After 10 days, the beloved pup was thankfully back with her owners and – despite being shaken by her jaunt in the wild – is safe and cared-for.
On a hot summer day, fill up an inflatable pool with water and ice.
Office manager Meghan got a call from her brother on September 23 while he was taking Aurora for a walk. Spooked by another dog, the tiny pom had slipped her lead.Determined to get her back, Meghan and her husband, Mark, 29, an occupational health advisor, even camped out in a tent for two nights in the hope she would walk by. The things that got Aurora back, though, were the couple’s Ring doorbell and some salmon. Meghan of Cumnock, East Ayrshire, said: ‘She had sprinted for at least a mile into the countryside and he didn’t know where she was.’
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Mark joined his wife in looking for Aurora in the local field where she was last spotting, with the pair staying until midnight calling for the dog.
‘We went home and the next morning set off searching again,’ says Meghan.
‘I couldn’t bear to go home that night, so we camped out in the field.’
‘It was too cold to sleep outside, but I couldn’t leave the area. I’ve never tried so hard to find something in my life.’Throughout the week, the elusive Pomeranian was spotted several times around the area, but no one who saw her could catch her.
An inexpensive and easy summer treat for dogs: Cut up apples in chicken broth and freeze in an ice cube tray.
Meghan said: ‘Part of me was frightened that someone would see her and instead of handing her in, they’d steal her. It was always at the back of my mind.’
Up to 20 neighbours and friends came to help locate Aurora. At one point they feared the worst when a pile of bones were found, but a vet identified them as rabbit bones.
‘After that, with the different sightings, we realised that Aurora was racing between three different fields, so we decided to lay a trap in the area she had been spotted the most,’ continued Meghan.
Yummy! Dogs have about 1,700 taste buds. Humans have approximately 9,000 and cats have around 473.
Setting up a large cage in the corner of the field, inside the trap, Meghan left salmon by a metal rod which, when stepped on, would trigger the door to shut.
She said: ‘I cut up my clothes and lay them around the area, so she could smell me. I barely have any clothes left because I just cut up everything I could get my hands on.’
The Ring doorbell was set up in the field to alert Meghan when it detected movement, and she and Mark were on tenterhooks hoping Aurora might appear.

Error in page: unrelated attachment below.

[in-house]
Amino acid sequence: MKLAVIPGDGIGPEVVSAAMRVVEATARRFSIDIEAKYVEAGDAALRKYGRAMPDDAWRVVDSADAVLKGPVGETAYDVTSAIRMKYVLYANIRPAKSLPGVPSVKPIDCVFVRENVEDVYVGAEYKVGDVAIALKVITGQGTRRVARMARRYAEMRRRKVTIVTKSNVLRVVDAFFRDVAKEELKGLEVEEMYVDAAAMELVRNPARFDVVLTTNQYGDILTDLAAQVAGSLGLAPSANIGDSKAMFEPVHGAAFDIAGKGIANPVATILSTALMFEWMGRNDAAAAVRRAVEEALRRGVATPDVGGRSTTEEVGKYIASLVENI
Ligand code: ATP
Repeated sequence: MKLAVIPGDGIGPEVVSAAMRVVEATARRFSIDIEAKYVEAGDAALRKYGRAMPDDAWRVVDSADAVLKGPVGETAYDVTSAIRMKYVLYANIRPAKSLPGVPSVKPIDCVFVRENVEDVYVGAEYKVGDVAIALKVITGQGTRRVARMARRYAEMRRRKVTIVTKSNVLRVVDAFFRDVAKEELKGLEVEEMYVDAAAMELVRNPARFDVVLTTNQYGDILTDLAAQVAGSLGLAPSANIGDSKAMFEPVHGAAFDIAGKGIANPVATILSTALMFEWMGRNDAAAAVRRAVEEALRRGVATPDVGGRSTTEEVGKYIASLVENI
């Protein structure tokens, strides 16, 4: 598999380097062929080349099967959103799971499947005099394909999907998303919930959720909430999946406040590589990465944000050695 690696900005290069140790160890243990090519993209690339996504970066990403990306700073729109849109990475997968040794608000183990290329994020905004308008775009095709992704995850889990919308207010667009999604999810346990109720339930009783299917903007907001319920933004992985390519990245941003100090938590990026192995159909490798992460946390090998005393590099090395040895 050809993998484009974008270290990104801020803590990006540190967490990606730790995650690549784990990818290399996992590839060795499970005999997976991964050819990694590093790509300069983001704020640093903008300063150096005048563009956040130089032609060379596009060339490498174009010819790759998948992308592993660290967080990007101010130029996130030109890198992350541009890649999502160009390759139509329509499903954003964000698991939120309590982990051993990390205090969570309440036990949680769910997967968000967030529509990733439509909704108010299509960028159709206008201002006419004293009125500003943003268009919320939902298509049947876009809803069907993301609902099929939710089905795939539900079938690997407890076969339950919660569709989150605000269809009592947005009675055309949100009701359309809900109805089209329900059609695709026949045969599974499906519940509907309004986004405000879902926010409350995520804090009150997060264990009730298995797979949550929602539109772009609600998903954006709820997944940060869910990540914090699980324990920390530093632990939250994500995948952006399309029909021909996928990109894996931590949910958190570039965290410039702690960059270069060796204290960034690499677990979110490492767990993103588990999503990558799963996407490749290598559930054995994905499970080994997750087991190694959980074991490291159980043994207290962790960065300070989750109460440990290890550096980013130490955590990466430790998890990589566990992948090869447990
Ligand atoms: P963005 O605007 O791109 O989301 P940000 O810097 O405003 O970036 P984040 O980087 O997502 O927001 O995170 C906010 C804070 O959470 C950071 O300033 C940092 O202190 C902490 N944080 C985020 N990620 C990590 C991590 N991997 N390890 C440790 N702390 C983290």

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Meghan said: ‘It was agony. Every few hours, my phone would flash up with a notification from the camera, but I’d look and it would just be a walker strolling past.
‘The next day, I had just stepped out of the shower when I noticed I had another video message to look at. I didn’t get my hopes up, but when I clicked on the video, my heart leapt to see my little fluffball sniffing around the cage.
‘She walked into it and there was a solid 10 seconds where I was just praying that she would trigger the trap. When the cage door finally shut, I sprang into action.
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‘When we got there, Aurora was whimpering in the cage, her feet were all bloody from being out in the wilderness for 10 days.’
She’d lost half a kilo in weight (a lot for a dog of her size at three kilos) and still howls at night, which Meghan chalks up to being ‘shell-shocked’.However, she’s slowly settling back in with her four-legged family, the couple’s Yorkshire terriers, 10-year-old Coco and four-year-old Belle. Meghan’s delighted their makeshift trap worked, saying: ‘We’re wrapping her up with lots of love and cuddles. We now refer to her as Aurora the Explorer, after the cartoon character Dora, because she’s our little adventurer.
No night vision goggles needed! Dogs’ eyes contain a special membrane, called the tapetum lucidum, which allows them to see in the dark.
‘We’re just going to make sure she doesn’t find herself on any other expeditions.’
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